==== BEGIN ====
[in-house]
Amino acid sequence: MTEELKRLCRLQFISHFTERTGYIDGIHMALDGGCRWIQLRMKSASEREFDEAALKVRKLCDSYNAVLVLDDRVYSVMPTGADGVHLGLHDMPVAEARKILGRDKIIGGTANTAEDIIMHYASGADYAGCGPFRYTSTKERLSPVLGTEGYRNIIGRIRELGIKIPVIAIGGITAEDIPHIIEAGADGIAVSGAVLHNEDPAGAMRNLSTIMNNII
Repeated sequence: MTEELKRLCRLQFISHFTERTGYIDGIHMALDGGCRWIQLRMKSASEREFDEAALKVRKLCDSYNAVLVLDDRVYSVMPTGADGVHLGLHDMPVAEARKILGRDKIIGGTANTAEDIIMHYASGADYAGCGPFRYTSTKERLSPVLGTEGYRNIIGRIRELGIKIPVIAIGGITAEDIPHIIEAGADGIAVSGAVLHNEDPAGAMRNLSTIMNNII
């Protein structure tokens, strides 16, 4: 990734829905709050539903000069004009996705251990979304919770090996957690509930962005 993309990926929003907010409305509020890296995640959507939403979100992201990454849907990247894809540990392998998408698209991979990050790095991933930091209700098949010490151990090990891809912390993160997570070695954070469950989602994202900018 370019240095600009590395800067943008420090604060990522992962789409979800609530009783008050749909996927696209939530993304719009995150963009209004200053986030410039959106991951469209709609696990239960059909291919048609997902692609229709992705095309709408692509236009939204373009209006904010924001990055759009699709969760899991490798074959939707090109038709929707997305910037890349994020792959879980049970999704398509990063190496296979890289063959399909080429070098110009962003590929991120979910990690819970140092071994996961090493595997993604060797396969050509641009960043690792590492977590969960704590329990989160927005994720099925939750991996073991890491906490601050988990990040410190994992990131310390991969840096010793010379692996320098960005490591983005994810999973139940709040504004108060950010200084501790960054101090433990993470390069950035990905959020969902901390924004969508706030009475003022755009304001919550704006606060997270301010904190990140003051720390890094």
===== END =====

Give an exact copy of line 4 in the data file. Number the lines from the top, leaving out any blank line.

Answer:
């Protein structure tokens, strides 16, 4: 990734829905709050539903000069004009996705251990979304919770090996957690509930962005 993309990926929003907010409305509020890296995640959507939403979100992201990454849907990247894809540990392998998408698209991979990050790095991933930091209700098949010490151990090990891809912390993160997570070695954070469950989602994202900018 370019240095600009590395800067943008420090604060990522992962789409979800609530009783008050749909996927696209939530993304719009995150963009209004200053986030410039959106991951469209709609696990239960059909291919048609997902692609229709992705095309709408692509236009939204373009209006904010924001990055759009699709969760899991490798074959939707090109038709929707997305910037890349994020792959879980049970999704398509990063190496296979890289063959399909080429070098110009962003590929991120979910990690819970140092071994996961090493595997993604060797396969050509641009960043690792590492977590969960704590329990989160927005994720099925939750991996073991890491906490601050988990990040410190994992990131310390991969840096010793010379692996320098960005490591983005994810999973139940709040504004108060950010200084501790960054101090433990993470390069950035990905959020969902901390924004969508706030009475003022755009304001919550704006606060997270301010904190990140003051720390890094």